|Initial release||January 2009|
|Written in||Client: Ruby|
Server: Ruby, Erlang
|Operating system||Linux, MS Windows, FreeBSD, macOS, IBM AIX, Solaris|
|Type||Configuration management, System administration, Network management, Cloud management, Continuous delivery, DevOps, Infrastructure as Code|
|License||Apache License 2.0|
Progress Chef (formerly Chef) is a configuration management tool written in Ruby and Erlang. It uses a pure-Ruby, domain-specific language (DSL) for writing system configuration "recipes". Chef is used to streamline the task of configuring and maintaining a company's servers, and can integrate with cloud-based platforms such as Amazon EC2, Google Cloud Platform, Oracle Cloud, OpenStack, IBM Cloud, Microsoft Azure, and Rackspace to automatically provision and configure new machines. Chef contains solutions for both small and large scale systems.
The user writes "recipes" that describe how Chef manages server applications and utilities (such as Apache HTTP Server, MySQL, or Hadoop) and how they are to be configured. These recipes (which can be grouped together as a "cookbook" for easier management) describe a series of resources that should be in a particular state: packages that should be installed, services that should be running, or files that should be written. These various resources can be configured to specific versions of software to run and can ensure that software is installed in the correct order based on dependencies. Chef makes sure each resource is properly configured and corrects any resources that are not in the desired state.
Chef can run in client/server mode, or in a standalone configuration named "chef-solo". In client/server mode, the Chef client sends various attributes about the node to the Chef server. The server uses Elasticsearch to index these attributes and provides an API for clients to query this information. Chef recipes can query these attributes and use the resulting data to help configure the node.
It is one of the major configuration management systems on Linux, along with CFEngine, Ansible and Puppet. More than a configuration management tool, Chef, along with Puppet and Ansible, is one of the industry's most notable Infrastructure as Code (IAC) tools.
|Headquarters||Seattle, Washington, U.S.|
|Barry Crist (CEO), Adam Jacob, Jesse Robbins, Jez Humble|
Chef was created by Adam Jacob as a tool for his consulting company, whose business model was to build end-to-end server/deployment tools. Jacob showed Chef to Jesse Robbins, who saw its potential after running operations at Amazon. They founded a new company (Opscode) with Barry Steinglass, Nathen Haneysmith, and Joshua Timberman to turn Chef into a product. The company Chief Technology Officer was Adam Jacob. Chef Software, Inc. was a corporation headquartered in Seattle, Washington.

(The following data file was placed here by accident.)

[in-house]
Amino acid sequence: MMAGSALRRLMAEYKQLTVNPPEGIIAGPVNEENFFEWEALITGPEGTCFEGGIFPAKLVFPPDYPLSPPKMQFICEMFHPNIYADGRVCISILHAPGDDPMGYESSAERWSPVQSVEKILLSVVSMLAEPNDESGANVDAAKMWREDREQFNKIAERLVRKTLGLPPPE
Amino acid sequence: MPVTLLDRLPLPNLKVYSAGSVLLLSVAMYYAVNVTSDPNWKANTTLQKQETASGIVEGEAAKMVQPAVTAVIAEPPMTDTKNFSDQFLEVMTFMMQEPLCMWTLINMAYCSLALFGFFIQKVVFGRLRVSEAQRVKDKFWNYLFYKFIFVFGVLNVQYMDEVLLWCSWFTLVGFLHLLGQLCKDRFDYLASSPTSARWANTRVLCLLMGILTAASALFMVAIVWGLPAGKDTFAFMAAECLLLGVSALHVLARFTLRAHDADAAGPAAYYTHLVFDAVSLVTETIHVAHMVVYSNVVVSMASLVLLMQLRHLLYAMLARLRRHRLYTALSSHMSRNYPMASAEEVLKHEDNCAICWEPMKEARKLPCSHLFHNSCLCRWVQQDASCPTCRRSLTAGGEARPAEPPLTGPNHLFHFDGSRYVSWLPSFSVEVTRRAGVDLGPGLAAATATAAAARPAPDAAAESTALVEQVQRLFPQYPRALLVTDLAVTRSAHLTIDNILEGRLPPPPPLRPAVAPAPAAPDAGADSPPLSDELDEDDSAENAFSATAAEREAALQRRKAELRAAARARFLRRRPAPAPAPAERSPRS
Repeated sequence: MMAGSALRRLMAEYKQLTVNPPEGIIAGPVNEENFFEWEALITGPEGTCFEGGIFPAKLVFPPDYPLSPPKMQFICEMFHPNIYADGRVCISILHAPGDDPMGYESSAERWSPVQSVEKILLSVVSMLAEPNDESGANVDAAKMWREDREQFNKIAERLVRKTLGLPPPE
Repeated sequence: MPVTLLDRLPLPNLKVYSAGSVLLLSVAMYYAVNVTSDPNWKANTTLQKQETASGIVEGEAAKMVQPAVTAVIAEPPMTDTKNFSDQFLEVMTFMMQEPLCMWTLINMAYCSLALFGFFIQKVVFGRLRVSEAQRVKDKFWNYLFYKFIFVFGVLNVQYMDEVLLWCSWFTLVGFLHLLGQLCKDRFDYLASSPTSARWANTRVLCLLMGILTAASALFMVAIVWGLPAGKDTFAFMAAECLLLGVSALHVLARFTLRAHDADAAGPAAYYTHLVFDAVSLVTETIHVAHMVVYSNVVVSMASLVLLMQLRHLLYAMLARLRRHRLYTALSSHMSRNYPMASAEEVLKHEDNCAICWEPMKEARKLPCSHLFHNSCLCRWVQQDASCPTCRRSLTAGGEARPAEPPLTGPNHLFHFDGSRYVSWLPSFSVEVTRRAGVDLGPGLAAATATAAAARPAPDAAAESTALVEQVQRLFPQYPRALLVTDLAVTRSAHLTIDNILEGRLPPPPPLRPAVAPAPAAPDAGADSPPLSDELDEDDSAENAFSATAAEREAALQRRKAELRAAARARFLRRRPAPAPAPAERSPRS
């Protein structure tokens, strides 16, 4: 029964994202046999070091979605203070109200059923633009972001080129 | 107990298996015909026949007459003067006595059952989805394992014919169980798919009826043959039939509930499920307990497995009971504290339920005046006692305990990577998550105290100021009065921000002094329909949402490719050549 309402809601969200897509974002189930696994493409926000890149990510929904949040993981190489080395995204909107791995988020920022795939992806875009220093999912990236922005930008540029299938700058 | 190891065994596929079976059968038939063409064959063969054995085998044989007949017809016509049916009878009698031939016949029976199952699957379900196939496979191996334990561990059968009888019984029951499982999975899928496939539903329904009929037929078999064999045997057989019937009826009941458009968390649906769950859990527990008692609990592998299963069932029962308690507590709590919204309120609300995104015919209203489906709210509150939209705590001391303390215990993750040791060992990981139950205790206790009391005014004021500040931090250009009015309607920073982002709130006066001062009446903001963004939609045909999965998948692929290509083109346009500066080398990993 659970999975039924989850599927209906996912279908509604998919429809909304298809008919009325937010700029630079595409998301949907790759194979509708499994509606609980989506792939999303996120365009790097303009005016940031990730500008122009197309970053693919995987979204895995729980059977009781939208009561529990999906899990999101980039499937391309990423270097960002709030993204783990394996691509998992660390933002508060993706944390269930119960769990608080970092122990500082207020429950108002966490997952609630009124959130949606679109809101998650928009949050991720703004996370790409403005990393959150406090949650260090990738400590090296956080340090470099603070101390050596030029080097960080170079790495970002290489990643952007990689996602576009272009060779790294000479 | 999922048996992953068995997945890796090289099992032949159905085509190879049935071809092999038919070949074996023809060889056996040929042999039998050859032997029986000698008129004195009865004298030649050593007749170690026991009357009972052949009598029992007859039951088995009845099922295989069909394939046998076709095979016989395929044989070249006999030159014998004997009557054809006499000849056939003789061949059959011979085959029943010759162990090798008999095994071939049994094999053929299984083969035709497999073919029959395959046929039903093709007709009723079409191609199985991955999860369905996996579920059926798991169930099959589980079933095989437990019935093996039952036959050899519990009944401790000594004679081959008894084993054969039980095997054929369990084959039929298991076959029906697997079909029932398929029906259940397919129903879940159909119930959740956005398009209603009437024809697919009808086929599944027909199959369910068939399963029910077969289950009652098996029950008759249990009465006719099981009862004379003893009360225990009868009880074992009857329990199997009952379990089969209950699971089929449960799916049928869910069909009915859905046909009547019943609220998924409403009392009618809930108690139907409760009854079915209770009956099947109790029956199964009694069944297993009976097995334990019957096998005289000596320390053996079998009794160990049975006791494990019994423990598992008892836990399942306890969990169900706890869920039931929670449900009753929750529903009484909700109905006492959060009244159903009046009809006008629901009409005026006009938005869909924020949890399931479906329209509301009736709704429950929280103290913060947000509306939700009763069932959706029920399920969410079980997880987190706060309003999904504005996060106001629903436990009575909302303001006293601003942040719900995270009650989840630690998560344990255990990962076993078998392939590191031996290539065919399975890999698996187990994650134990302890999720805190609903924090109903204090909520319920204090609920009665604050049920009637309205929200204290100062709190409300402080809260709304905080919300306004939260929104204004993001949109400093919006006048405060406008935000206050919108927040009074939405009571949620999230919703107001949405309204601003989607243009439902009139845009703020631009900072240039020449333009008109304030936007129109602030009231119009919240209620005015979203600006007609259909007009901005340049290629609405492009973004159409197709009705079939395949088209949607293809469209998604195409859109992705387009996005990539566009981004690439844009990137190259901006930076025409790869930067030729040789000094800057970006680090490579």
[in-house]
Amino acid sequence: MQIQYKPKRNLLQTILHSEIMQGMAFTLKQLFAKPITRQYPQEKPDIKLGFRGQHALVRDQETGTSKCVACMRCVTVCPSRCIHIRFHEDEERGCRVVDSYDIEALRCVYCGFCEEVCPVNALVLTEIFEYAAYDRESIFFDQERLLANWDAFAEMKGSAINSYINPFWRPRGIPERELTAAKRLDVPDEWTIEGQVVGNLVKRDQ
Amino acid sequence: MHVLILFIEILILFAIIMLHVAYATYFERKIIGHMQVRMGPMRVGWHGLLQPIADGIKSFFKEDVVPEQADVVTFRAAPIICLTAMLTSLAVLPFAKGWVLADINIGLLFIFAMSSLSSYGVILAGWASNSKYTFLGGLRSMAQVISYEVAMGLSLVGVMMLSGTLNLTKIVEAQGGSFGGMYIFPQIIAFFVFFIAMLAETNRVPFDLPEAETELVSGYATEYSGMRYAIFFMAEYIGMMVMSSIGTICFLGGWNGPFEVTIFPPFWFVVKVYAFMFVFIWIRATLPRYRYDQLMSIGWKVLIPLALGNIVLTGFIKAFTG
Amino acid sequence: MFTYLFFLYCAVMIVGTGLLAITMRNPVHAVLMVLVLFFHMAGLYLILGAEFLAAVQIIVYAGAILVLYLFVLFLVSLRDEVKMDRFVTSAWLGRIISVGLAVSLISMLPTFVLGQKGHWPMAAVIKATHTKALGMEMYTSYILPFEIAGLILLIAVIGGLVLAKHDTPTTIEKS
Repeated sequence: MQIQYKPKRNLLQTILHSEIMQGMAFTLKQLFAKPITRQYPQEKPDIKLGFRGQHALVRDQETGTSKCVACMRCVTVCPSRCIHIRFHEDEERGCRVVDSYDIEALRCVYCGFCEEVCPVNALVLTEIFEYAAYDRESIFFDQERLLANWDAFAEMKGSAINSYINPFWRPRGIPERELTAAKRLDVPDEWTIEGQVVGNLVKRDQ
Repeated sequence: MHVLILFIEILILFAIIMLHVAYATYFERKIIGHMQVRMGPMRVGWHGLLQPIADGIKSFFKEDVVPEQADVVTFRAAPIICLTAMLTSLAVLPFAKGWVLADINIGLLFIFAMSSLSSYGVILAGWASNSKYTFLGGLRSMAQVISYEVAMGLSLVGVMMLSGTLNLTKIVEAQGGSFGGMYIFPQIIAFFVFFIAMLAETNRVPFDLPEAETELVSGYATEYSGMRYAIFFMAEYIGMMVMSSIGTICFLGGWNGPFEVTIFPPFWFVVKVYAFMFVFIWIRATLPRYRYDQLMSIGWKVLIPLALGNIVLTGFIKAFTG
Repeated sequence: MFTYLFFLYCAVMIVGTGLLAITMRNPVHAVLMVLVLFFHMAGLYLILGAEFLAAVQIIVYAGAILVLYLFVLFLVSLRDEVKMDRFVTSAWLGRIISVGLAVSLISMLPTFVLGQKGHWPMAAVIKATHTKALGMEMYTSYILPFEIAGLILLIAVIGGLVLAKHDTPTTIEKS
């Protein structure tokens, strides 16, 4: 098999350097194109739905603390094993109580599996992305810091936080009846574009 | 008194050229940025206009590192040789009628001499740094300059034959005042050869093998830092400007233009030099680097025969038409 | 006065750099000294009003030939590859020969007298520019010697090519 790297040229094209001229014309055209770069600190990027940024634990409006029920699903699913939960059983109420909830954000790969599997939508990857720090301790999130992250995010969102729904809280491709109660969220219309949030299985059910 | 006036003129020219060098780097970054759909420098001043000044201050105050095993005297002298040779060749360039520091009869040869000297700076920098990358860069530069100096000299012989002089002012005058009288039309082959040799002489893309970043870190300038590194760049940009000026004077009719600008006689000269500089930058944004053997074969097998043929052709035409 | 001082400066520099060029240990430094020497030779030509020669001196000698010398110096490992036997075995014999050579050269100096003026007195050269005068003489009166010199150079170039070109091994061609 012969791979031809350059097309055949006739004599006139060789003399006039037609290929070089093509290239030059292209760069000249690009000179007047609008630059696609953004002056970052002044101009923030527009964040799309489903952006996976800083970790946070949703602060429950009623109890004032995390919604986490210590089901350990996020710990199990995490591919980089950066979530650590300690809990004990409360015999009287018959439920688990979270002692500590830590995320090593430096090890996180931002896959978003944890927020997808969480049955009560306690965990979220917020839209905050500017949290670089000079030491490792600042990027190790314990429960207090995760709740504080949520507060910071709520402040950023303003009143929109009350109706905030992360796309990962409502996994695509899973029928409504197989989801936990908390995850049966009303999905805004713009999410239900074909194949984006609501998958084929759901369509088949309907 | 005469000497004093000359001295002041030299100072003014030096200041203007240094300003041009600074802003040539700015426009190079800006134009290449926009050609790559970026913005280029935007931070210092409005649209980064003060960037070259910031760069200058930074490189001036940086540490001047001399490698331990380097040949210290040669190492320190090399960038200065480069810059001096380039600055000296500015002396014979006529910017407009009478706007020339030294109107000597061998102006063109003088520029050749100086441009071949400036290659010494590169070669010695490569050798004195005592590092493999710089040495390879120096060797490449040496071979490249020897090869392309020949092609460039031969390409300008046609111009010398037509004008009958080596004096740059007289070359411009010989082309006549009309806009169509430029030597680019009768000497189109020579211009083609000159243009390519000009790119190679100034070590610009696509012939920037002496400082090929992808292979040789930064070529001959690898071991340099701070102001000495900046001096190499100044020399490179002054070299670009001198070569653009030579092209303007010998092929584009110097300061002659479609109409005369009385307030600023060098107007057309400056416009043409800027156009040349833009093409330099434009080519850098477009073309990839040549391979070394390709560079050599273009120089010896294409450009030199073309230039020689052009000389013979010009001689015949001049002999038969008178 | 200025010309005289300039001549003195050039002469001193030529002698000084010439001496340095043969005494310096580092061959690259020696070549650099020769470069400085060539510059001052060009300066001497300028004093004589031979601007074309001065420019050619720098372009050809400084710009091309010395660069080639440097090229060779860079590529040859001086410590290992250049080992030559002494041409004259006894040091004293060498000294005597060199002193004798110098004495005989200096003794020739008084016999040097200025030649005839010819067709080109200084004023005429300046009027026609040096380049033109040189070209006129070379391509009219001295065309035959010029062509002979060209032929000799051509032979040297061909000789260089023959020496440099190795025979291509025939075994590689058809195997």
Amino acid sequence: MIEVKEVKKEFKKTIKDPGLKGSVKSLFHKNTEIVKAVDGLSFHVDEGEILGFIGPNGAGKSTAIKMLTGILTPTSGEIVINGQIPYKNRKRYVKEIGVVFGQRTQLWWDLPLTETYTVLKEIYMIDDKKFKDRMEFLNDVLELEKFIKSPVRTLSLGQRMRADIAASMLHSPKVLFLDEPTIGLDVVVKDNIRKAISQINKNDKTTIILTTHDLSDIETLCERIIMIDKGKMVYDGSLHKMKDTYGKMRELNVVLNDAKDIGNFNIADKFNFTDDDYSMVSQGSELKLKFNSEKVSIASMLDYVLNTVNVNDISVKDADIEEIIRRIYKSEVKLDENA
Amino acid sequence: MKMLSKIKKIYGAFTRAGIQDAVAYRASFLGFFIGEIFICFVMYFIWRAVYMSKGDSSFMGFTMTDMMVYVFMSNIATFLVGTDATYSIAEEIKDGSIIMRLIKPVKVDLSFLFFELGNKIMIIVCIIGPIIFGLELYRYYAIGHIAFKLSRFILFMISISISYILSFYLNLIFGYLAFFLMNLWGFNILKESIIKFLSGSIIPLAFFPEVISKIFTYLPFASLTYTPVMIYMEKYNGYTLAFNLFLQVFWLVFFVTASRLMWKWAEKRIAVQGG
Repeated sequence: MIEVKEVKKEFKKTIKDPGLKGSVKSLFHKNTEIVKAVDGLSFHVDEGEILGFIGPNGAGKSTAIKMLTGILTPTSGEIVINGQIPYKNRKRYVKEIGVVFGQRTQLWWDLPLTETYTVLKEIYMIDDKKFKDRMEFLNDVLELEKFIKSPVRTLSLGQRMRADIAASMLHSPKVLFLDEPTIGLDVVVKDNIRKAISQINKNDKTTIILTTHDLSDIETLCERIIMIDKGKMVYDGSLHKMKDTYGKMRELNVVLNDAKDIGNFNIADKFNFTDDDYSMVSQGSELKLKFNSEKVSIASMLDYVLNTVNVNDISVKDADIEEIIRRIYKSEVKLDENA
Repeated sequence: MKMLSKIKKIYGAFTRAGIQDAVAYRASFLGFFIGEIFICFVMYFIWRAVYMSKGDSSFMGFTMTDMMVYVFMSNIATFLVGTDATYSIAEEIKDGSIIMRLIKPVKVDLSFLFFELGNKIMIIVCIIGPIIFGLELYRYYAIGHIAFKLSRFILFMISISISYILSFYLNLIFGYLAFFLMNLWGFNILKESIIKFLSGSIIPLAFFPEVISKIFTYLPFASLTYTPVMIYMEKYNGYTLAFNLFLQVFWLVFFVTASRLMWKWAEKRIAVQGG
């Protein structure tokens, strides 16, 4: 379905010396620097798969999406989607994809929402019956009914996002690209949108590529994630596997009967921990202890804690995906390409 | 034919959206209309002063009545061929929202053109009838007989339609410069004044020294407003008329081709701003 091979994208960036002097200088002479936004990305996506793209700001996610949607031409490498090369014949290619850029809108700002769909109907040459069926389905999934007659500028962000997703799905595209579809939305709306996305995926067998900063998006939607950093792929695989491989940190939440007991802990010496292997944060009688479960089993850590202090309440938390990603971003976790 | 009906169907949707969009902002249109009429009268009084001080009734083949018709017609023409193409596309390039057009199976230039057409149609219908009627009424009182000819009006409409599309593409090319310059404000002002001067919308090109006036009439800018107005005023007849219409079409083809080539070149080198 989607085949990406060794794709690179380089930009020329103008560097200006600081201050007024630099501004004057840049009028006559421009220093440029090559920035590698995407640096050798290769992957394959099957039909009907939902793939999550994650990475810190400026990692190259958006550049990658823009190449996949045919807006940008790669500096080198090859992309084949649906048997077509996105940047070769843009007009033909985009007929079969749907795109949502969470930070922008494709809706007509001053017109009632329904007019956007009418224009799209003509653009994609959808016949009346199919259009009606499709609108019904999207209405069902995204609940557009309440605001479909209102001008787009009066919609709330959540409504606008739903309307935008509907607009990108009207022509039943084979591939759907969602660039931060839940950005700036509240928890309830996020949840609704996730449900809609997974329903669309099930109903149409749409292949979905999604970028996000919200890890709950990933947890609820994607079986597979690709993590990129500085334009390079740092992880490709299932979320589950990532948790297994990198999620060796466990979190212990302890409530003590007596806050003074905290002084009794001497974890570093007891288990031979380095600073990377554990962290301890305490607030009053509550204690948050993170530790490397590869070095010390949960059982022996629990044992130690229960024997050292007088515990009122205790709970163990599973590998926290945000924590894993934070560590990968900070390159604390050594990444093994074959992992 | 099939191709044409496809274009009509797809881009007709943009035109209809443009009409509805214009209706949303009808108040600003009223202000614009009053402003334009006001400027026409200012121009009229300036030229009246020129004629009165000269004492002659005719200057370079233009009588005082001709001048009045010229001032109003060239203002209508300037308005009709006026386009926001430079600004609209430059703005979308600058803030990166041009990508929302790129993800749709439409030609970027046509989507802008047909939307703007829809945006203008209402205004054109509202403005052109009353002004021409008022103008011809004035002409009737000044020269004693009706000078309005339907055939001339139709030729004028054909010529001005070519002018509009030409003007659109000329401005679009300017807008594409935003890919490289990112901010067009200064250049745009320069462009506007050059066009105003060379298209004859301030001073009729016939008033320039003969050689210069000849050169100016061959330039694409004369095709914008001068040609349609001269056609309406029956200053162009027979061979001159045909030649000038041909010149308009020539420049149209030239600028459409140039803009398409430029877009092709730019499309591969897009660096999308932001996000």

The project was originally named "marionette", but the word was too long and cumbersome to type; naming the format modules were prepared in "recipe" led to the project being renamed "Chef".
In November 2015, the company acquired a German security startup, VulcanoSec.
In April 2019, the company announced that the source code for their software would continue to be released under the Apache 2.0 license, while binaries would only be available under the terms of a proprietary license. In response, the Cinc project began releasing Apache 2.0 licensed binaries of several Chef products.
In 2019, it was discovered by a journalist that U.S. Immigration and Customs Enforcement was paying Chef approximately $95,000 per year for a software license. At that time, a former Chef employee deleted his code repository in protest of the contract. The company did not announce any changes to its contracting processes or partners.
Chef offered a single commercial product, Chef Automate, released at ChefConf in July 2016. Chef Automate included a full-stack continuous deployment pipeline, and automated testing for compliance and security. Chef Automate built on two of Chef's open source projects - Chef and InSpec - and integrated with the company's third open source project, Habitat. Habitat offered "application automation" to simplify running complex applications in different environments including containers, traditional data servers, or PaaS.
Chef offered three versions of its product: Chef Basics (free, open source), Hosted Chef ($72/node, minimum 20 node purchase), and Chef Automate ($137/node, annual subscription).
A press release gave the price of acquisition at $220 million. The merged company was named Progress Chef.
Chef is supported on multiple platforms according to a supported platforms matrix for client and server products. Major platform support for clients includes AIX, Amazon Linux, Debian, CentOS/RHEL, FreeBSD, macOS, Solaris, SUSE Linux, Microsoft Windows and Ubuntu. Additional client platforms include Arch Linux and Fedora. Chef Server is supported on RHEL/CentOS, Oracle Linux, SUSE Linux and Ubuntu.
- Comparison of open-source configuration management software
- Infrastructure as code (IaC)
- Infrastructure as Code Tools
- Ansible (software)
- CFEngine (software)
- DevOps toolchain
- Otter (software)
- Salt (software)
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